Siti Panigrahi — Mizuho — Analyst

Great. And a quick follow-up, basically clarification. Your online services growth 21%, but if I exclude Mailchimp, it’s around 27% growth. That’s quite impressive, like just compared to like Q1, 28%. Just wanted to clarify that I’m looking at it right?

Sasan Goodarzi — Chief Executive Officer

You are — we didn’t break out the number, but yes, you’re looking at it right because in essence, online services minus Mailchimp grew faster. So, therefore, just by design, it grew much faster than 21%. So, you are correct.

Siti Panigrahi — Mizuho — Analyst

Thank you.

Sasan Goodarzi — Chief Executive Officer

You’re very welcome.

Operator

Your next question comes from the line of Michael Turrin from Wells Fargo. Your line is open.

Michael Turrin — Wells Fargo — Analyst

Hey, great. I appreciate you taking the question. Nice job on the quarter. Maybe one for Michelle obviously with this on margin. Last quarter, you took the Credit Karma outlook down, but left the EPS guidance tax. We’ve gotten questions from investors around whether that provides maybe less wiggle room on margin, but the first couple of quarters have still shown EPS upside. So, can you just walk through the margin levers you’re finding? Are there advantages in folding various brands together and just how we should think about the longer-term margin potential there?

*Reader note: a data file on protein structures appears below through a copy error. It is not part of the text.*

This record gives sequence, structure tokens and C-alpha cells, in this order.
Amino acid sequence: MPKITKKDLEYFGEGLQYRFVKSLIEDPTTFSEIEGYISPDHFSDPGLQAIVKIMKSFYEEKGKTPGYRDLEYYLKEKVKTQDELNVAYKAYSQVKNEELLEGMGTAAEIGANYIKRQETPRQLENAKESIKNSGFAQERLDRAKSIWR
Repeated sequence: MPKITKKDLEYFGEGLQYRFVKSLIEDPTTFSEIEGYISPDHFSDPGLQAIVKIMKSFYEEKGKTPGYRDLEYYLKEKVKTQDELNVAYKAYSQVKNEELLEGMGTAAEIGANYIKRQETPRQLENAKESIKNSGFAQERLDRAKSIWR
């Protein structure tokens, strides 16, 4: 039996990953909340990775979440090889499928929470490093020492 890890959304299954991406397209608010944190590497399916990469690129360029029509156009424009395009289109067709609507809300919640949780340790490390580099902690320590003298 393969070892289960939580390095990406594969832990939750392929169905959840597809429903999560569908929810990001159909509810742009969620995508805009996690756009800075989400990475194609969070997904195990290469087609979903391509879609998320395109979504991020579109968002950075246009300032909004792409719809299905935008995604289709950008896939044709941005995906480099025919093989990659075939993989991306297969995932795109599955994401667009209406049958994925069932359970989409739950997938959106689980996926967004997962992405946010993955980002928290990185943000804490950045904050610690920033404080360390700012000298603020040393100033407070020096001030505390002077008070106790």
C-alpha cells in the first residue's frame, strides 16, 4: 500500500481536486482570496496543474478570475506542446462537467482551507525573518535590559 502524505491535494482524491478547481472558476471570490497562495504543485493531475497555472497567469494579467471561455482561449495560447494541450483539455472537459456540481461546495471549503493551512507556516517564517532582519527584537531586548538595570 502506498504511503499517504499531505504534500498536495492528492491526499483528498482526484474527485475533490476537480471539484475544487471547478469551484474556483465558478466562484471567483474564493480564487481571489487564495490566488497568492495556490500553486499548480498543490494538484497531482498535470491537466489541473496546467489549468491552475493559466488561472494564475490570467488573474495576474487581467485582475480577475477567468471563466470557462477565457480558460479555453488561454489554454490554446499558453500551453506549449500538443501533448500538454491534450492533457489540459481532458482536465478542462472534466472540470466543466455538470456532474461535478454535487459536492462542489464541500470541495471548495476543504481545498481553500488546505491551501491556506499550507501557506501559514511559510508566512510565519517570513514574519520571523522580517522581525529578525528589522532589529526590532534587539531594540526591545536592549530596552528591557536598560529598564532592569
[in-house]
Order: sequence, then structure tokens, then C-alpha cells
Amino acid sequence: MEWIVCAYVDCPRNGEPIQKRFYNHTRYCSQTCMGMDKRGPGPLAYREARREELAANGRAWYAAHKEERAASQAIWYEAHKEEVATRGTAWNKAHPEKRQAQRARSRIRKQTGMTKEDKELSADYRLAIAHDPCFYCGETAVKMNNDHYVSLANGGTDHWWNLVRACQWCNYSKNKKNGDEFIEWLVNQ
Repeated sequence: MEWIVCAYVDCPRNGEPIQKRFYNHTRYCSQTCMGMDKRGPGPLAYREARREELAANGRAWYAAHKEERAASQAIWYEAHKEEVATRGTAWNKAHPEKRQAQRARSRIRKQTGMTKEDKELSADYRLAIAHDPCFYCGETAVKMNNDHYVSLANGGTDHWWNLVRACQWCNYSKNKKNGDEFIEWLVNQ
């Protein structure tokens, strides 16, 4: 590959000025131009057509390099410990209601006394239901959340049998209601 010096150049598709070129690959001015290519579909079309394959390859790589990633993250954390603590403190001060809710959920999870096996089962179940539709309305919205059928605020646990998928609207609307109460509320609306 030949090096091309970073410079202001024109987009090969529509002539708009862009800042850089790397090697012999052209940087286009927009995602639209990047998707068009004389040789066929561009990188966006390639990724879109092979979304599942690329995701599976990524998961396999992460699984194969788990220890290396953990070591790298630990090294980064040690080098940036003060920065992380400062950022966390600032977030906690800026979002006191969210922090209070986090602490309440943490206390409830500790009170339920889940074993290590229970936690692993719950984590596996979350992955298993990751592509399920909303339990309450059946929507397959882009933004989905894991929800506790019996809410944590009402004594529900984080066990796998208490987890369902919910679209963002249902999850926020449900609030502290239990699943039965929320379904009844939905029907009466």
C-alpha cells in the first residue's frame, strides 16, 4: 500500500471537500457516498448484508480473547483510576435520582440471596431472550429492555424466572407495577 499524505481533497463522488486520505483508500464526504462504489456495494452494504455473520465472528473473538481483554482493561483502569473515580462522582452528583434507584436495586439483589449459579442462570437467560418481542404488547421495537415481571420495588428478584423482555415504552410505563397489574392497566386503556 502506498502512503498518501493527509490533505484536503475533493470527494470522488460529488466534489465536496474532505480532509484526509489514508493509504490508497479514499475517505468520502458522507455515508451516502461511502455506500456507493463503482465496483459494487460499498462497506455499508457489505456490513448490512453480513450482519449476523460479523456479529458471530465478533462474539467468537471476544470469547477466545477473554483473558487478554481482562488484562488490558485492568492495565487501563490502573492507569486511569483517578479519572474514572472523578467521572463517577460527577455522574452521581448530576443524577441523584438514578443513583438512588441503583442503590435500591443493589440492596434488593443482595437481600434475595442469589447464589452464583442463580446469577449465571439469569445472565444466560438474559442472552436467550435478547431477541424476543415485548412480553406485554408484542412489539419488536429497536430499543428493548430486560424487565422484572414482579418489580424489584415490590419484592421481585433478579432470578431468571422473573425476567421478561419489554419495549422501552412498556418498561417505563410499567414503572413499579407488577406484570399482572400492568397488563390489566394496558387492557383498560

Michelle Clatterbuck — Executive Vice President, Chief Financial Officer

Yes. Thank you, Michael. I appreciate the question. We — yes, we absolutely have felt very strongly about being able to still keep our guidance for op-income, for margins, even though we did take down our revenue guidance last quarter. And that’s actually something that we were very planful about as we went through or through one-year planning process. We had identified a number of levers that we could pull across the expense horizon. A lot of that is in marketing, some of it’s in travel and some other discretionary type expenses, so that we would be able to still hit our bottom-line financial commitments. And that’s what we have done. We feel very good about the guidance that we’ve given for the rest of the year. But it is something that we take very seriously and we make sure that we do have those levers that we can pull, given different macro environments as that has unfolded this year.